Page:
79 vs. Preliminary 2009 Point Source Inventory Improvements Initial 2009 Electric Generating Unit (EGU) emissions were developed using assumptions in the Integrated Planning Model (IPM). –Those assumptions at facilities subject to the NC Clean Smokestacks Act (CSA) were not consistent with the CSA compliance plan. Changes upcoming –Final 2008 run will include unit specific emissions as specified in the June 1, 2005 NC CSA Compliance Plan submitted by Progress Energy and Duke Energy –Correction of Congentrix facility emissions in Edgecombe County

80 Typical and 2008 Area & Nonroad Inventory Improvements Area & Nonroad sources –New data acquired from Raleigh-Durham International Airport Growth assumptions changes –Residential wood combustion emissions over- estimated

81 Typical and 2008 Onroad Mobile Source Inventory Improvements 2002 VMT updated to reflect latest NCDOT data used in recent transportation conformity analysis 2008 VMT is generally lower than 2009

82 82 Next Steps Laura Boothe, NCDAQ Attainment Planning Chief

83 83 Next Steps Based on EPAs expected final modeling guidance: –The preliminary 2009 results show that the Triangle and Rocky Mount areas will pass the attainment test Given the 2009 results are well below the standard, the 2008 results will likely show attainment Caveats: –2008 vs –Several emissions improvements –Cannot predict exactly how the DVFs will change

84 84 Schedule Emission Inventory improvements ~June/July 2005 New/refined 2002 emissions and air quality modeling ~Aug/Sept 2005 Preliminary 2008 emissions and air quality modeling ~ Aug/Sept 2005 Until then… Discussion will continue on: –RACT, RACM –Motor Vehicle Emission Budgets (MVEBs) –Follow latest updates to EPA Modeling Guidance After 2002 & 2008 emissions & air quality modeling is complete… –Hold another Stakeholder Meeting ~Oct 2005 Summarize emissions changes Present latest attainment test results Have more detailed discussions on RACT, RACM, MVEBs

85 85 Motor Vehicle Emission Budgets (MVEBs) Estimates of the 2008 mobile source emissions from attainment modeling exercise –Can be estimated using MOBILE6 outside of SMOKE modeling framework Will have opportunity to use new/improved input data –As long as its not significantly different than input data in attainment modeling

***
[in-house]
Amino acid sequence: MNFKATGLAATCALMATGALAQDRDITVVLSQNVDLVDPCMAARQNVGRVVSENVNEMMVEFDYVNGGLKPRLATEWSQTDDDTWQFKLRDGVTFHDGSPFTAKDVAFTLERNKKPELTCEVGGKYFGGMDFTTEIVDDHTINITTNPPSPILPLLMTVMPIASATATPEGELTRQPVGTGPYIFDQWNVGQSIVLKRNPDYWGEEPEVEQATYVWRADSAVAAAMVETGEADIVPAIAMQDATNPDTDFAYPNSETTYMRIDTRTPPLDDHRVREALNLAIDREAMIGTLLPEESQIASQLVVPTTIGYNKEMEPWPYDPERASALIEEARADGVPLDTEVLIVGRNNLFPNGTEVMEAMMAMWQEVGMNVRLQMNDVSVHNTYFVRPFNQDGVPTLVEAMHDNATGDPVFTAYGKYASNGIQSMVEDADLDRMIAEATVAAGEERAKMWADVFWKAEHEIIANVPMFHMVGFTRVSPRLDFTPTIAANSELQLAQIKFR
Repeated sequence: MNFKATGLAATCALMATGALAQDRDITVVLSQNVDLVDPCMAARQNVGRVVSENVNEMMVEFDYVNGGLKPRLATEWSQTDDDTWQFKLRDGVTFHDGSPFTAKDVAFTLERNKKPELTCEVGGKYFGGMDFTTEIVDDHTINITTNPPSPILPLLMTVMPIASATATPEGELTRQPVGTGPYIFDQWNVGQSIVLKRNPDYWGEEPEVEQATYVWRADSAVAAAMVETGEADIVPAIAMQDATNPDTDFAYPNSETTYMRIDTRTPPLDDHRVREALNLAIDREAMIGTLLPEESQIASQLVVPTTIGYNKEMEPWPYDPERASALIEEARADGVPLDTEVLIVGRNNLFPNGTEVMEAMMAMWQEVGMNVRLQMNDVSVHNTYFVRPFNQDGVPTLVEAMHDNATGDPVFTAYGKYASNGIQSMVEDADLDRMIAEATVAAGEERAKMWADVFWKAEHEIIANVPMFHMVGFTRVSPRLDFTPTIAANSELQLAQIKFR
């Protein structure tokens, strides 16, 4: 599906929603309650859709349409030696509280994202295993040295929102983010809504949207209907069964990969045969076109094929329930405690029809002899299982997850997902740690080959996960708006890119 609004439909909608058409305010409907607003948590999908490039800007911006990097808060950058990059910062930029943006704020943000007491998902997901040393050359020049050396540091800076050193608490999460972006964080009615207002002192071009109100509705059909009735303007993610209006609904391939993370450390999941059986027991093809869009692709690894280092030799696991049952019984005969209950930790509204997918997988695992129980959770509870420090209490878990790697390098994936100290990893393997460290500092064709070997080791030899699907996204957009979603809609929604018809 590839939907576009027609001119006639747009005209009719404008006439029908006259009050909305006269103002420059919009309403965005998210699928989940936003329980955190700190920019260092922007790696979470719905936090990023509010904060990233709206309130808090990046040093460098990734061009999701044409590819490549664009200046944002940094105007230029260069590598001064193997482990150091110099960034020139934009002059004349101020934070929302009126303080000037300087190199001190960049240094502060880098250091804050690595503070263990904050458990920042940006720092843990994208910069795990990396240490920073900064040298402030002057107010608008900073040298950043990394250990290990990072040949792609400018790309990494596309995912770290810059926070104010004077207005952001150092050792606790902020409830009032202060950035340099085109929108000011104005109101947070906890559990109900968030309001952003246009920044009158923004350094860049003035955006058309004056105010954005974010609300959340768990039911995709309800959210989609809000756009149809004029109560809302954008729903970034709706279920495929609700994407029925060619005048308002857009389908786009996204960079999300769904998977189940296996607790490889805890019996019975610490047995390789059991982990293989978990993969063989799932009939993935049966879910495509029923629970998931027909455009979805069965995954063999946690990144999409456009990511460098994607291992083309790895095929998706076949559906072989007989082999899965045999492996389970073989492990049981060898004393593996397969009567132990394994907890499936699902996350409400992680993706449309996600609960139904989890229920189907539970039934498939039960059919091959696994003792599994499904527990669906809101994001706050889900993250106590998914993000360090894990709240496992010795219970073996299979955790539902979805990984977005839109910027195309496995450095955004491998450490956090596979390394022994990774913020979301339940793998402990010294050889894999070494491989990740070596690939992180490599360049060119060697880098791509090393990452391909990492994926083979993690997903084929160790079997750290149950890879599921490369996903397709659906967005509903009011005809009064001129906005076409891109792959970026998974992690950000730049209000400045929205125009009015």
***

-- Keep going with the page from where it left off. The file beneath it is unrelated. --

86 86 Motor Vehicle Emission Budgets (MVEBs) We have options on how to set MVEBs Area-wide vs. Sub-Area

87 87 Area-Wide MVEBs Advantages –Budgets can be shared (if the SIP language allows this) Disadvantages –MPOs/RPOs must collectively make a conformity determination –One MPO/RPO in the non-attainment area (NA) lapses, everyone lapses (assuming more than one MPO/RPO in the NA area)

88 88 Sub-Area MVEBs Advantages –Once conformity is established for entire NA area….. Conformity determinations can be made for specific MPOs/RPOs (without impacting the entire NA area) If one MPO/RPO within the NA lapses it does not impact remaining areas until their next conformity determination

89 89 Sub-Area (continued) Disadvantages –Budgets cannot be shared

90 90 MVEBs Need from transportation partners: –New/improved data, if available ~Fall 2005 –Discussion on how to set MVEBs ~NOW – Feb 2006 If Area-wide budgets… –Need unanimous agreement with strong justification as to why by February 2006 Otherwise, county by county (sub-area budgets)

91 91 Contributors Pat Brewer, VISTAS Greg Stella, Alpine Geophysics Cyndi Loomis, Alpine Geophysics Don Olerud, Baron Advanced Meteorological Systems Bill Barnard, MACTEC Ed Sabo, MACTEC Kristen Theising, PECHAN Ralph Morris, ENVIRON Gail Tonneson, University of California-Riverside Dennis McNally, Alpine Geophysics Jim Boylan, Georgia Environmental Protection Department Sheila Holman, NCDAQ Bebhinn Do, NCDAQ Nick Witcraft, NCDAQ Phyllis Jones, NCDAQ Vicki Chandler, NCDAQ Pat Bello, NCDAQ Bob Wooten, NCDAQ Matt Mahler, NCDAQ Janice Godfrey, NCDAQ Ming Xie, NCDAQ Mildred Mitchell, NCDAQ VISTAS Stakeholders

92 92 Questions/Comments Laura Boothe, Chief of Attainment Planning Mike Abraczinskas, Environmental Engineer II Bebhinn Do, Meteorologist

93 93 Thank You!